As cool as this device was (even though it had no color, which would have made it very expensive), the Vectrex was, unfortunately, doomed from the start: other video game heavies of Atari and Intellivison (among others) had far more advertising bucks to spend, plenty of software was available for all the other consoles and computers at the time, personal computers were making their way into homes, and their prices were dropping as well. Milton Bradley had also bought out the Vectrex from GCE, which, as Milton Bradley was also being bought out by Hasbro at the time, Hasbro wasn't interested in video games, so the Vectrex television commercial (that CGE produced themselves) was withheld from any further
TV airplay, also not helping with the Vectrex's future.
Vecmania (left) has games based on the Atari vector
coin-op classics of Star Wars, Asteroids, and Tempest, and Moon Lander
is based on Lunar Lander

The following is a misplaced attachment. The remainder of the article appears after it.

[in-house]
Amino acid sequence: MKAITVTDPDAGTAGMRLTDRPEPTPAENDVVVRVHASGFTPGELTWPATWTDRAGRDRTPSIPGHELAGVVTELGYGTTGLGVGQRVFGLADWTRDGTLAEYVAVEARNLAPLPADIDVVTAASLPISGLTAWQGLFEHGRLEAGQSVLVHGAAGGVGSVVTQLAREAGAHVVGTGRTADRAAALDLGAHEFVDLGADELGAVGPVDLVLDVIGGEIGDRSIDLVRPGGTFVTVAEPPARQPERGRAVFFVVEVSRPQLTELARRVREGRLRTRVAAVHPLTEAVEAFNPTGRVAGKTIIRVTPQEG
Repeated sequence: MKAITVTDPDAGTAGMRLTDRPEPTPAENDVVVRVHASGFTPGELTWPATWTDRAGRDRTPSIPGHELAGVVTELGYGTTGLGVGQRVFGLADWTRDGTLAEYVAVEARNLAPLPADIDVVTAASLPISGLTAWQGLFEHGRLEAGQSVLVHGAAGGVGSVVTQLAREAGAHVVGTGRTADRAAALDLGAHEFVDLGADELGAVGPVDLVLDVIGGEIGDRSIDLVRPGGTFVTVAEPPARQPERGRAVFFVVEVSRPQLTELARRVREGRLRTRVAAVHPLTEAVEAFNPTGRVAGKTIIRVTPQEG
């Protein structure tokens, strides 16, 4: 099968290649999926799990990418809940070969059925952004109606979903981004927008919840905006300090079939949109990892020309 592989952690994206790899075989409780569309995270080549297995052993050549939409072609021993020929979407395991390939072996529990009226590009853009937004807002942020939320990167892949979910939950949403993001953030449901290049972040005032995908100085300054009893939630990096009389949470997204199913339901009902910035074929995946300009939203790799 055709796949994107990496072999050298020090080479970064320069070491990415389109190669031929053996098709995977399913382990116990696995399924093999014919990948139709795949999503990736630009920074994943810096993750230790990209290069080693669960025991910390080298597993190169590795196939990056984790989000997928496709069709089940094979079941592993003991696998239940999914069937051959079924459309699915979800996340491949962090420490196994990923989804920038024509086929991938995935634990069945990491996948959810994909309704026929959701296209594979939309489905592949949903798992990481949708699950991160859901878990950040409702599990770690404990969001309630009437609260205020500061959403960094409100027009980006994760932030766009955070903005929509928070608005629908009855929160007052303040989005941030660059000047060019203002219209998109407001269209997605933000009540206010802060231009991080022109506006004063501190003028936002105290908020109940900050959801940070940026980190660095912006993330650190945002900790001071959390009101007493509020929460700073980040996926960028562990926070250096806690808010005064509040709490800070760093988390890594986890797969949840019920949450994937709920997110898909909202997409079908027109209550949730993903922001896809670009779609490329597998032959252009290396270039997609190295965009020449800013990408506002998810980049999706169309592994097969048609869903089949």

Even with the convenience of not tying up a TV like all the other gaming consoles did (not counting handhelds) by having it's own monitor, that was another one of the Vectrex's problems: the high price of producing it's monitor, which, after repeatedly slashing the unit's price to try to remain competitive in the gaming world, ended up ultimately losing over $30 million when it's production ended in 1984, as the great Video Game Crash killed it off for good then, due to the severe saturation of well over a dozen different gaming consoles and computers for consumers to pick from, along with the (aforementioned) tons of games that were available for them all as well (a lot of which were pretty bad, as companies had sprung up left and right over the years to try to make a buck, mostly off the Atari 2600).
And of course, you guys are familiar with the products Atari had out back then of the 2600, 5200, and later 7800, right? Ok then! ;)
AND THESE COMPANIES HAVE TO DO WITH...*WHAT*, NOW?